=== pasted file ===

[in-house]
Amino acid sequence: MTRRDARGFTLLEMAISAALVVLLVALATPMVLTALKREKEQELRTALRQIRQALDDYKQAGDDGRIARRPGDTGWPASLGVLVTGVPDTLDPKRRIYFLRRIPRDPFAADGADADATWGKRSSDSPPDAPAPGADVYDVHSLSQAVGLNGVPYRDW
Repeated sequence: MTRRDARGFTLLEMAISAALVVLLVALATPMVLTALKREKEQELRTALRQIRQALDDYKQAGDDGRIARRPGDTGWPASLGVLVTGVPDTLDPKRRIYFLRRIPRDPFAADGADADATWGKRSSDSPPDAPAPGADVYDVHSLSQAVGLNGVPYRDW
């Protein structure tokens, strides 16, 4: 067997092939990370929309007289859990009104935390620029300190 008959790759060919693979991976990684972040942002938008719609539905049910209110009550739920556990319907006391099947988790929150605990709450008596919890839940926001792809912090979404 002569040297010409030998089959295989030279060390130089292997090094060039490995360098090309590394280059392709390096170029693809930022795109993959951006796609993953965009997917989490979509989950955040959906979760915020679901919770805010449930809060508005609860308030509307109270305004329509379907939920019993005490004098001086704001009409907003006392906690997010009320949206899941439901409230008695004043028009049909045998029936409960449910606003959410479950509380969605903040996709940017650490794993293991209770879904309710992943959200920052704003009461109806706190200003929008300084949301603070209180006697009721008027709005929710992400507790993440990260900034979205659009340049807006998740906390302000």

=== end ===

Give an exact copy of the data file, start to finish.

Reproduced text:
[in-house]
Amino acid sequence: MTRRDARGFTLLEMAISAALVVLLVALATPMVLTALKREKEQELRTALRQIRQALDDYKQAGDDGRIARRPGDTGWPASLGVLVTGVPDTLDPKRRIYFLRRIPRDPFAADGADADATWGKRSSDSPPDAPAPGADVYDVHSLSQAVGLNGVPYRDW
Repeated sequence: MTRRDARGFTLLEMAISAALVVLLVALATPMVLTALKREKEQELRTALRQIRQALDDYKQAGDDGRIARRPGDTGWPASLGVLVTGVPDTLDPKRRIYFLRRIPRDPFAADGADADATWGKRSSDSPPDAPAPGADVYDVHSLSQAVGLNGVPYRDW
């Protein structure tokens, strides 16, 4: 067997092939990370929309007289859990009104935390620029300190 008959790759060919693979991976990684972040942002938008719609539905049910209110009550739920556990319907006391099947988790929150605990709450008596919890839940926001792809912090979404 002569040297010409030998089959295989030279060390130089292997090094060039490995360098090309590394280059392709390096170029693809930022795109993959951006796609993953965009997917989490979509989950955040959906979760915020679901919770805010449930809060508005609860308030509307109270305004329509379907939920019993005490004098001086704001009409907003006392906690997010009320949206899941439901409230008695004043028009049909045998029936409960449910606003959410479950509380969605903040996709940017650490794993293991209770879904309710992943959200920052704003009461109806706190200003929008300084949301603070209180006697009721008027709005929710992400507790993440990260900034979205659009340049807006998740906390302000």